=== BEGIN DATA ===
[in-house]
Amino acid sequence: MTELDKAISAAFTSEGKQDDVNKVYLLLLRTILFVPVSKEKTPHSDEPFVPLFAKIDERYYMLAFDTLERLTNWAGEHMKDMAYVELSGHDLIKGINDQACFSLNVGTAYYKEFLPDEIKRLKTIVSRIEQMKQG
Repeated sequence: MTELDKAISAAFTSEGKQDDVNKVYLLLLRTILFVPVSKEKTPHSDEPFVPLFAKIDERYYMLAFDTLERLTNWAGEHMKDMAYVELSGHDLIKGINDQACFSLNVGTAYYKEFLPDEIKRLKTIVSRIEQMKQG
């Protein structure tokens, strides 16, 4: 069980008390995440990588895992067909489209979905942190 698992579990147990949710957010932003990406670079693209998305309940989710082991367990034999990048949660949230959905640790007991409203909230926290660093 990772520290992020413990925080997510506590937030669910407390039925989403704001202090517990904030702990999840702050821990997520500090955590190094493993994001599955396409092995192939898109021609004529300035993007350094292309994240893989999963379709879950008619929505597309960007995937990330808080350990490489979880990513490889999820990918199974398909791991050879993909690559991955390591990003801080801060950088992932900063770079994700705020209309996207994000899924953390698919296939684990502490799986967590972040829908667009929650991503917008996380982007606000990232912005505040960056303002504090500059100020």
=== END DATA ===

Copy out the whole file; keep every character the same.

[in-house]
Amino acid sequence: MTELDKAISAAFTSEGKQDDVNKVYLLLLRTILFVPVSKEKTPHSDEPFVPLFAKIDERYYMLAFDTLERLTNWAGEHMKDMAYVELSGHDLIKGINDQACFSLNVGTAYYKEFLPDEIKRLKTIVSRIEQMKQG
Repeated sequence: MTELDKAISAAFTSEGKQDDVNKVYLLLLRTILFVPVSKEKTPHSDEPFVPLFAKIDERYYMLAFDTLERLTNWAGEHMKDMAYVELSGHDLIKGINDQACFSLNVGTAYYKEFLPDEIKRLKTIVSRIEQMKQG
């Protein structure tokens, strides 16, 4: 069980008390995440990588895992067909489209979905942190 698992579990147990949710957010932003990406670079693209998305309940989710082991367990034999990048949660949230959905640790007991409203909230926290660093 990772520290992020413990925080997510506590937030669910407390039925989403704001202090517990904030702990999840702050821990997520500090955590190094493993994001599955396409092995192939898109021609004529300035993007350094292309994240893989999963379709879950008619929505597309960007995937990330808080350990490489979880990513490889999820990918199974398909791991050879993909690559991955390591990003801080801060950088992932900063770079994700705020209309996207994000899924953390698919296939684990502490799986967590972040829908667009929650991503917008996380982007606000990232912005505040960056303002504090500059100020």